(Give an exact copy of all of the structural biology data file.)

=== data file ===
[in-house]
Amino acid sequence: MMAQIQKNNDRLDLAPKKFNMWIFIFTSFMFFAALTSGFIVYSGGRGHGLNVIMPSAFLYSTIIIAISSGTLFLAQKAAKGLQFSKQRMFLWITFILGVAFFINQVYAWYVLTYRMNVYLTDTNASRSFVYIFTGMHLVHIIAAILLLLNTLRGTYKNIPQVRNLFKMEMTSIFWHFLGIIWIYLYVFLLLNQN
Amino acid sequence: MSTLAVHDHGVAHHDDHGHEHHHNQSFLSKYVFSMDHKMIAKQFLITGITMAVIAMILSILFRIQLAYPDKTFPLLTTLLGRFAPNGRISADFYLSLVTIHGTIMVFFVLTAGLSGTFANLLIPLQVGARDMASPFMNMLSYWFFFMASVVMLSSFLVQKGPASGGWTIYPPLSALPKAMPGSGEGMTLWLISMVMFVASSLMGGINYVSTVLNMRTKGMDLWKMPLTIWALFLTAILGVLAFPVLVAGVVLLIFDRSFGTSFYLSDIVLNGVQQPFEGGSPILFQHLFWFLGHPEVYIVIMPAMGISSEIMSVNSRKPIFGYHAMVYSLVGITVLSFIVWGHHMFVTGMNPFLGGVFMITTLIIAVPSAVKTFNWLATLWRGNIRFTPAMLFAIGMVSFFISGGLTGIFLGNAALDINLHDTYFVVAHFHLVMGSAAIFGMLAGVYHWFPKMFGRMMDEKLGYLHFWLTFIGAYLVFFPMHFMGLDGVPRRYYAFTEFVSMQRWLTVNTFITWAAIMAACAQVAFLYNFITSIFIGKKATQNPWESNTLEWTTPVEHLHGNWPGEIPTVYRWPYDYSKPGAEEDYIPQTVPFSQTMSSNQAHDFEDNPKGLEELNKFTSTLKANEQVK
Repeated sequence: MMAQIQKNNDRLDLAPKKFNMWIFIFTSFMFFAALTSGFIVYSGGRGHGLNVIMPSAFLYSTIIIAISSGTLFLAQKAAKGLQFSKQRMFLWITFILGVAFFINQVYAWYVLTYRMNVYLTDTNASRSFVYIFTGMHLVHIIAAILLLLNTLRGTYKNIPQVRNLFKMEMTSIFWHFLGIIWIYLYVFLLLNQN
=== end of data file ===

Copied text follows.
[in-house]
Amino acid sequence: MMAQIQKNNDRLDLAPKKFNMWIFIFTSFMFFAALTSGFIVYSGGRGHGLNVIMPSAFLYSTIIIAISSGTLFLAQKAAKGLQFSKQRMFLWITFILGVAFFINQVYAWYVLTYRMNVYLTDTNASRSFVYIFTGMHLVHIIAAILLLLNTLRGTYKNIPQVRNLFKMEMTSIFWHFLGIIWIYLYVFLLLNQN
Amino acid sequence: MSTLAVHDHGVAHHDDHGHEHHHNQSFLSKYVFSMDHKMIAKQFLITGITMAVIAMILSILFRIQLAYPDKTFPLLTTLLGRFAPNGRISADFYLSLVTIHGTIMVFFVLTAGLSGTFANLLIPLQVGARDMASPFMNMLSYWFFFMASVVMLSSFLVQKGPASGGWTIYPPLSALPKAMPGSGEGMTLWLISMVMFVASSLMGGINYVSTVLNMRTKGMDLWKMPLTIWALFLTAILGVLAFPVLVAGVVLLIFDRSFGTSFYLSDIVLNGVQQPFEGGSPILFQHLFWFLGHPEVYIVIMPAMGISSEIMSVNSRKPIFGYHAMVYSLVGITVLSFIVWGHHMFVTGMNPFLGGVFMITTLIIAVPSAVKTFNWLATLWRGNIRFTPAMLFAIGMVSFFISGGLTGIFLGNAALDINLHDTYFVVAHFHLVMGSAAIFGMLAGVYHWFPKMFGRMMDEKLGYLHFWLTFIGAYLVFFPMHFMGLDGVPRRYYAFTEFVSMQRWLTVNTFITWAAIMAACAQVAFLYNFITSIFIGKKATQNPWESNTLEWTTPVEHLHGNWPGEIPTVYRWPYDYSKPGAEEDYIPQTVPFSQTMSSNQAHDFEDNPKGLEELNKFTSTLKANEQVK
Repeated sequence: MMAQIQKNNDRLDLAPKKFNMWIFIFTSFMFFAALTSGFIVYSGGRGHGLNVIMPSAFLYSTIIIAISSGTLFLAQKAAKGLQFSKQRMFLWITFILGVAFFINQVYAWYVLTYRMNVYLTDTNASRSFVYIFTGMHLVHIIAAILLLLNTLRGTYKNIPQVRNLFKMEMTSIFWHFLGIIWIYLYVFLLLNQN